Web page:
Let poets rhyme of what they will,

Youth, Beauty, Love, or Glory, still

My theme shall be Tobacco!

Hail, weed, eclipsing every flow'r,

Of thee I fain would make my bow'r,

When fortune frowns, or tempests low'r,

Mild comforter of woe!

They say in truth an angel's foot

First brought to life thy precious root,

The source of every plea

Descending from the skies he press'd

With hallowed touch Earth's yielding breast;

Forth sprang the plant, and then was bless'd,

As man's chief treasure!

Throughout the world who knows thee not?

Of palace and of lowly cot

The universal guest,--

The friend of Gentile, Turk, and Jew,

To all a stay, to none untrue,

The balm that can our ills subdue,

And soothe us into rest!

With thee the poor man can abide

Oppression, want, the scorn of pride,

The curse of penury.

Companion of his lonely state,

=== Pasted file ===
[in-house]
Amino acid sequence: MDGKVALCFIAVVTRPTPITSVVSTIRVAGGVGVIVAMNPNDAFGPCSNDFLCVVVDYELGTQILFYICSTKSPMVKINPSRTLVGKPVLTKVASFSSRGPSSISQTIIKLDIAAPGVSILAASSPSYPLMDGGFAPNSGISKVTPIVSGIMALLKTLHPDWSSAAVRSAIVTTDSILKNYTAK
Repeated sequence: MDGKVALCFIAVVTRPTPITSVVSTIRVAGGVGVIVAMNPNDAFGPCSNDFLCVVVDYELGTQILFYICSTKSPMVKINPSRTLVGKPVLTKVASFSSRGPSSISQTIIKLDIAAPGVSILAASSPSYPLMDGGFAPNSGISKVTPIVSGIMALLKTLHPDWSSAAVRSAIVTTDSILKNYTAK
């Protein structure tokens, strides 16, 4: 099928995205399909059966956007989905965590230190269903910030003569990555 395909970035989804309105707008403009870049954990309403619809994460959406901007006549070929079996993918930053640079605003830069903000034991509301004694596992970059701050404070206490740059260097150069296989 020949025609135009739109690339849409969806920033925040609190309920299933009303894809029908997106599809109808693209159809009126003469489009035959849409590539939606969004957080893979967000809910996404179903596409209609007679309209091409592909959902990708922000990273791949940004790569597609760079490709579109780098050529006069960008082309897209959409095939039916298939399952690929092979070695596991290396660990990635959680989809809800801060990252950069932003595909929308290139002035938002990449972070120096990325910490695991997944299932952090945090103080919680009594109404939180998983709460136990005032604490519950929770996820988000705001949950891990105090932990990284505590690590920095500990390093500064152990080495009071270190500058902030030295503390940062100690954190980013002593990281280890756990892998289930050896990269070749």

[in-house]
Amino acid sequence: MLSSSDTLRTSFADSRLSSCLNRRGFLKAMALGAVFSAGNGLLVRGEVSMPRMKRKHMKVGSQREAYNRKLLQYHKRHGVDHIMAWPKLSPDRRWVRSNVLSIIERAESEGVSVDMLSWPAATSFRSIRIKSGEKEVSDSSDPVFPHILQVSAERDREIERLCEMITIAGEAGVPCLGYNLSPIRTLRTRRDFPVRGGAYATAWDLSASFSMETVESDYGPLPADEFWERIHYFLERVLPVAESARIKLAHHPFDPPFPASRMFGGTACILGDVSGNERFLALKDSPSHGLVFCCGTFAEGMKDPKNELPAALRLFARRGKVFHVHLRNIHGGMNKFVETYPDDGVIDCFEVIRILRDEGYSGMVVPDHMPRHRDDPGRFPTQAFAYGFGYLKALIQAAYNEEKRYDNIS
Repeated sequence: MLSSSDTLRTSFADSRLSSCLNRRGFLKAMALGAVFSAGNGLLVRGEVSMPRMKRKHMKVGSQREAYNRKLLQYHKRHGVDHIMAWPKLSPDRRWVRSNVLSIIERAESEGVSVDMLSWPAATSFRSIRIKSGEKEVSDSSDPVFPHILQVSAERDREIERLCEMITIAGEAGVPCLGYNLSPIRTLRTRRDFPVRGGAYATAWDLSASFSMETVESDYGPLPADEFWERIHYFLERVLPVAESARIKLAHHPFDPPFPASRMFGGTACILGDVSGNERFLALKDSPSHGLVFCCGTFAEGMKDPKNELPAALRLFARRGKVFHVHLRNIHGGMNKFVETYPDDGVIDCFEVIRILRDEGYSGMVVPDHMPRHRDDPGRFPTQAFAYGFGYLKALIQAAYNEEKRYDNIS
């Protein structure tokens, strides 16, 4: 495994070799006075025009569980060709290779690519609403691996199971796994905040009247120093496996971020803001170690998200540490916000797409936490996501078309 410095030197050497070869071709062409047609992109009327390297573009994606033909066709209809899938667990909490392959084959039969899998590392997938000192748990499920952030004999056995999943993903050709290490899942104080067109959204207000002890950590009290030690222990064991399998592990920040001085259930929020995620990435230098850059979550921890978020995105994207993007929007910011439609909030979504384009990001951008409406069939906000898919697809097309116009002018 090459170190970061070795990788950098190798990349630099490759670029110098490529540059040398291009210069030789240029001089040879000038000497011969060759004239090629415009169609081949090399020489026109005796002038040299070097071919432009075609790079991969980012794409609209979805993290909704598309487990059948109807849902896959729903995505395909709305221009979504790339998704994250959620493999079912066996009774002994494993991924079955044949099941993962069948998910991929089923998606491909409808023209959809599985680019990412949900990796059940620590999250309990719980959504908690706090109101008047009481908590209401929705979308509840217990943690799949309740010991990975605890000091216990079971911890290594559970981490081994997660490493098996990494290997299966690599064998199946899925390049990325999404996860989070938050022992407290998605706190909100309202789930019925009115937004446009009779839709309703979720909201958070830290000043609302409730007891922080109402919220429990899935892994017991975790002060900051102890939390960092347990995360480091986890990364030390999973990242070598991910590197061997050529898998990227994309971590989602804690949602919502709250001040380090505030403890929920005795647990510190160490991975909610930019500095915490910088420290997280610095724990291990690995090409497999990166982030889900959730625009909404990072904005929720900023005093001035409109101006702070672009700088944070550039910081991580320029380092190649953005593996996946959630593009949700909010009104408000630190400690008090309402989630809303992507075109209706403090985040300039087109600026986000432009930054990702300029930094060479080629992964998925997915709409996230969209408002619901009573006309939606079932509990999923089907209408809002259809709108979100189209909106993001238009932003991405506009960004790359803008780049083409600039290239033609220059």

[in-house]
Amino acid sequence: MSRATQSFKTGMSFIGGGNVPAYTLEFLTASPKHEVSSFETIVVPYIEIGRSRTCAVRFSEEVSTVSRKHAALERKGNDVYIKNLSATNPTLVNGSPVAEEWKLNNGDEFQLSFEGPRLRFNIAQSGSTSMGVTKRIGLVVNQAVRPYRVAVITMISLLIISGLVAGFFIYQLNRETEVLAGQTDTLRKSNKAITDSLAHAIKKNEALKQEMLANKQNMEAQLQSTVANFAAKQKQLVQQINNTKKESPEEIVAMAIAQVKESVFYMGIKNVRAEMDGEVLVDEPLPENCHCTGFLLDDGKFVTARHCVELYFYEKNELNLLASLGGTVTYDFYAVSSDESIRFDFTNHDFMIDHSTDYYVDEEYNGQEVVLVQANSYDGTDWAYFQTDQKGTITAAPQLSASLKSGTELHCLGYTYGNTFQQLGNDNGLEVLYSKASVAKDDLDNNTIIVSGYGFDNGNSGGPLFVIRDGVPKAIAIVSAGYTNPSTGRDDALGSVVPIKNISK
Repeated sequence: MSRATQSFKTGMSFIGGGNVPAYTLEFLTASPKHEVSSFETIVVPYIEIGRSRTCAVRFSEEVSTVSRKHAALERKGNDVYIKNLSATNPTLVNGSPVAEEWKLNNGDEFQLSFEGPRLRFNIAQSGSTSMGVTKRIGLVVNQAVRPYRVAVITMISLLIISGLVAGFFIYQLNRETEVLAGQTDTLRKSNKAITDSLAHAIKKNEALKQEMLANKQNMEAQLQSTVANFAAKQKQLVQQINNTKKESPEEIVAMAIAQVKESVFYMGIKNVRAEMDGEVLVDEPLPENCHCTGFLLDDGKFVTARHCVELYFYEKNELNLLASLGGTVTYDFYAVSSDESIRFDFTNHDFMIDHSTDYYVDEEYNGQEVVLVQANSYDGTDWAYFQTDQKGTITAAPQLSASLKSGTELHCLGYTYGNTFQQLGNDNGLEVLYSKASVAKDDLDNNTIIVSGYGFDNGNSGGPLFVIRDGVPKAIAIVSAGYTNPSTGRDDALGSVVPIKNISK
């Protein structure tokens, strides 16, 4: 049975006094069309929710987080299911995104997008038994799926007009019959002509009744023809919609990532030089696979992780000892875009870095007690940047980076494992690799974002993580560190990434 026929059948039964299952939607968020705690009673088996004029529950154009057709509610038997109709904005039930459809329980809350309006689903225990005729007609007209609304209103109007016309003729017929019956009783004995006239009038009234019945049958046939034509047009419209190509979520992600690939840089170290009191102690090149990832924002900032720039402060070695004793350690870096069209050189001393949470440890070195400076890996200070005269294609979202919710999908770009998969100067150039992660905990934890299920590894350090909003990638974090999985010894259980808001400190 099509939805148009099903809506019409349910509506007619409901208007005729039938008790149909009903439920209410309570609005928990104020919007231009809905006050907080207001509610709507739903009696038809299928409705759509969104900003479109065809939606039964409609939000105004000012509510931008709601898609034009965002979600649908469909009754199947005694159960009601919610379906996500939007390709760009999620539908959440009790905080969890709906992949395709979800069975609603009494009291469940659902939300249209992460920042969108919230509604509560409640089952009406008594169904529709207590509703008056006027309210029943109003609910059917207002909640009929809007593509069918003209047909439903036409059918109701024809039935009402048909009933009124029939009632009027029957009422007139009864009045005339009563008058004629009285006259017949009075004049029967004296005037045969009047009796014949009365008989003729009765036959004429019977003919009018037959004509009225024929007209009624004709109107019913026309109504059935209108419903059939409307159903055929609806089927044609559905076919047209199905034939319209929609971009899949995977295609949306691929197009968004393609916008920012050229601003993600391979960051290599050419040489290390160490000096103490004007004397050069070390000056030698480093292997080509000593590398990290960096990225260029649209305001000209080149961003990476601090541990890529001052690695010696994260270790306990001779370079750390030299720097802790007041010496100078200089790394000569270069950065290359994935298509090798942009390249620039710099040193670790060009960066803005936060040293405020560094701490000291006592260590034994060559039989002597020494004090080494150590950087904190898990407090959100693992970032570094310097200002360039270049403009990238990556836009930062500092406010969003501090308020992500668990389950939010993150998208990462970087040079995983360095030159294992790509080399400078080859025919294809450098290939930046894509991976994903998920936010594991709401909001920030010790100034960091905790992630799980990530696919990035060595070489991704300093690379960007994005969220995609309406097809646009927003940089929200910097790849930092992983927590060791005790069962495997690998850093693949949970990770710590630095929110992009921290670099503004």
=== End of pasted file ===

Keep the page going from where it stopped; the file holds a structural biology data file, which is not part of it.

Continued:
He is no longer desolate,

And still can brave an adverse fate

With honest worth and thee!

All honor to the patriot bold

Who brought, instead of promised gold,

Thy leaf to Britain's shore.

It cost him life; but thou shalt raise

A cloud of fragrance to his praise,

And bards shall hail in deathless lays

The valiant knight of yore.

Ay, Raleigh! thou wilt live till Time

Shall ring his last oblivious chime,

The fruitful theme of story;

And man in ages hence shall tell

How greatness, virtue, wisdom, fell,

When England sounded out thy knell,

And dimmed her ancient glory.

And thou, O plant! shalt keep his name

Unwithered in the scroll of fame,

And teach us to remember;

He gave with thee content and peace,

Bestow'd on life a longer lease,

And bidding every trouble cease,

Made summer of December.